Who We Are: Sewing Through Grief — Jacinta’s Story

Trigger Warning: illness, loss of a parent

Grief touches us all, as it is part of the human condition. In this “Sewing Through Grief” series, we will be sharing stories from Sewcialists who have sewed through separation, death, illness, and recovery.

Young woman smiling at the camera.
Good makeup days need to be captured.

The last word I ever heard my father say was my nickname, Cint.  I hated that moniker growing up because I felt “Jacinta” was the best name in the world.  I felt my name was sexy, fun, sophisticated, exotic — and that it was so rude to give me such a mundane name!  I never let anyone call me that, but it was better than “Frog Head” or “Porkalina Green” that dad would call me instead.  But hearing it said for the last time by the person I loved most in the world flayed me in a way that no other word ever has, and no other word ever will.  By the time I managed to fly from Seattle to DC and make it to his bedside at Walter Reed National Military Medical Center in Bethesda, he was slipping in and out of consciousness as his body rapidly deteriorated from renal failure due to stage IV stomach cancer.  Just 11 months from diagnosis to this point. How did we even get here? I didn’t know it when I finally arrived, but my dad would be dead two hours later and I wouldn’t return to DC for another five years, unable to handle being in the same area in which my father passed away.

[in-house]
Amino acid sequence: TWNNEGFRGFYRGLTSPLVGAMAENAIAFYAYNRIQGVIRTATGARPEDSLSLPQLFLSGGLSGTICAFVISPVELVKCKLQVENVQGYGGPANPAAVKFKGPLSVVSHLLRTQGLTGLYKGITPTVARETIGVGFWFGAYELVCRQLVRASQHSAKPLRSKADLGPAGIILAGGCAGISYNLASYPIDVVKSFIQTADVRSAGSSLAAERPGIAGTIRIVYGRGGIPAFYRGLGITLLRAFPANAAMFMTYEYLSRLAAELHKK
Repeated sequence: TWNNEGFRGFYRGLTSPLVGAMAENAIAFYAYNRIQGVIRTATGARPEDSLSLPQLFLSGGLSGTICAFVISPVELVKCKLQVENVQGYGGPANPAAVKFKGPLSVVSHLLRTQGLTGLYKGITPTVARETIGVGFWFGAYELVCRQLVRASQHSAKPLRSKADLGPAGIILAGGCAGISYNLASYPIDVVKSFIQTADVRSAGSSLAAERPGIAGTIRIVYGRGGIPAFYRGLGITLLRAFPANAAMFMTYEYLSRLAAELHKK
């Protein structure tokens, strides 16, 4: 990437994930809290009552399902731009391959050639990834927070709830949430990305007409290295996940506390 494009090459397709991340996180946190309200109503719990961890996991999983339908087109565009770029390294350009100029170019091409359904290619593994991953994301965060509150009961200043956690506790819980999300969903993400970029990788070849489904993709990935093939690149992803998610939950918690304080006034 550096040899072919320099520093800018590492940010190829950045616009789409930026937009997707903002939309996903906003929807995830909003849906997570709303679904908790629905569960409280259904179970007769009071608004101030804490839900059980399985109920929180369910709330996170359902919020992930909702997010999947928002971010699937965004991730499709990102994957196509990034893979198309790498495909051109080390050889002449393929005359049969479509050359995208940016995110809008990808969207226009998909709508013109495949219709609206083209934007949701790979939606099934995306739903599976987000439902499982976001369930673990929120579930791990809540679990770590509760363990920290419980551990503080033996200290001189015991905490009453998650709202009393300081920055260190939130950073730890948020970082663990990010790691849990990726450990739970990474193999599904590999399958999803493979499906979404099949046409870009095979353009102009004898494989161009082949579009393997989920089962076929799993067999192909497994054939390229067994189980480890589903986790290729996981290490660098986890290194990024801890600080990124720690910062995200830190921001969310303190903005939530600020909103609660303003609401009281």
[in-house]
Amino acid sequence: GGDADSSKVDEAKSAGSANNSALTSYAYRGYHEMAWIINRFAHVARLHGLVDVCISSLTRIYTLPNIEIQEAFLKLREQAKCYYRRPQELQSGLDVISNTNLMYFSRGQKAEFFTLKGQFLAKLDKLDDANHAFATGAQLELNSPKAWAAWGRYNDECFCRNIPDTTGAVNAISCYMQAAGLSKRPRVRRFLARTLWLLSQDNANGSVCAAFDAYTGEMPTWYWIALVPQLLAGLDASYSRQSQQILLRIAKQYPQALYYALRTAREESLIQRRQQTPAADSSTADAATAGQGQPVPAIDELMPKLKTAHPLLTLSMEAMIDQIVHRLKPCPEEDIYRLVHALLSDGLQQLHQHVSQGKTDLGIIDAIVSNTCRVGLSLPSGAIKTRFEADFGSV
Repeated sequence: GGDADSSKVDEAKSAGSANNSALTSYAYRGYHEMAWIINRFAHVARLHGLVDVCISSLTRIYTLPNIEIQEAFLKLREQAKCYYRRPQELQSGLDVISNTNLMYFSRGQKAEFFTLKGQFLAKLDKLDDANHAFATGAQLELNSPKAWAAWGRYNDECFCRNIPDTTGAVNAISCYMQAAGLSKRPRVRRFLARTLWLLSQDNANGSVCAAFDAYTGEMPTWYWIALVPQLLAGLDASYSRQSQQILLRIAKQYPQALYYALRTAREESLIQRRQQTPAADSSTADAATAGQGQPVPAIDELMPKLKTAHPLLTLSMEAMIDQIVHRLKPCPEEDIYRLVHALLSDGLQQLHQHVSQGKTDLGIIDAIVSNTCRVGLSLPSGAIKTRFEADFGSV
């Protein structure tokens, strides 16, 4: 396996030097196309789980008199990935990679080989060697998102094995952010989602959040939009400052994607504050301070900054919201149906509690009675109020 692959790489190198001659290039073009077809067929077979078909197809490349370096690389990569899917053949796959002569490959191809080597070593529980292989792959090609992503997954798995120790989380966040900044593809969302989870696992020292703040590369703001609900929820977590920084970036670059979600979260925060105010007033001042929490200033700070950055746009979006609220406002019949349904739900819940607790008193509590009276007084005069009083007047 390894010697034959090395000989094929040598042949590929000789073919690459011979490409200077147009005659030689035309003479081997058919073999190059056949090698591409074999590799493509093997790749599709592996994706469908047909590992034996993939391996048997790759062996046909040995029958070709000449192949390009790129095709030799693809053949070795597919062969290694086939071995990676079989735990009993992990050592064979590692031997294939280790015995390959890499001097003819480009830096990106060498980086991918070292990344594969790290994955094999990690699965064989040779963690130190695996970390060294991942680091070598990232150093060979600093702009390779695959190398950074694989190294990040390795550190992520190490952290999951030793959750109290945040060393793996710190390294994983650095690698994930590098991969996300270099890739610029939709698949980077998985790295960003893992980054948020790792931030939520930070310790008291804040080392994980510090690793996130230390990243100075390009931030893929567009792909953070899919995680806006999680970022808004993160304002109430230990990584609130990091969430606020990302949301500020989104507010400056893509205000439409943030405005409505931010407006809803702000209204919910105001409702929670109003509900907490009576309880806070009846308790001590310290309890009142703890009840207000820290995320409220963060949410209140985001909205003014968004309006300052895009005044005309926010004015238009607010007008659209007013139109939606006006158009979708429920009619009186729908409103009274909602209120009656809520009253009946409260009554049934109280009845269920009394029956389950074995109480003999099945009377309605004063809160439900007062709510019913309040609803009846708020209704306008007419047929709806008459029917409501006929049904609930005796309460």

Image of father and daughter at the airport gate.
Dad sending me off to Australia in 2010.

I didn’t know it when I finally arrived, but my dad would be dead two hours later and I wouldn’t return to DC for another five years, unable to handle being in the same area in which my father passed away.

I was in shock for close to a month.  I didn’t think this could happen.  I had just talked to him, and now he was gone, never to return.  This man who, in Exmouth, Western Australia when my mother abandoned us, would put me on the back of his bicycle and take me to daycare — a single dad at 23 in a foreign country with no family around — was gone.  This man, who worked a night job as a janitor in San Diego, California while he was in the Navy because he believed in doing whatever you had to do to survive, was gone. This man, who when my car broke down lent me his and took the bus for weeks, was gone.  This complex man, who loved WWII history, Action Jackson, cleaning, interior decorating, and vintage muscle cars, was gone.  I’m a Christian so I believe in life after death, but I stopped going to church because I couldn’t believe God took away this man who so many people depended on and loved.  I didn’t understand why people kept saying “He was called home for a reason.” Was that reason to cause me to age prematurely and be set adrift or what? “You couldn’t take my evil Joanne the real life scammer stepmother instead?” I would yell in my apartment for years (not the Joanne part. That addition came later when I finally joined Instagram). 

Image of father and toddler in front of a water fountain in Australia.
Dad wanted a boy. He got a girl. Dressed girl like boy. Girl was me. #makeitwerk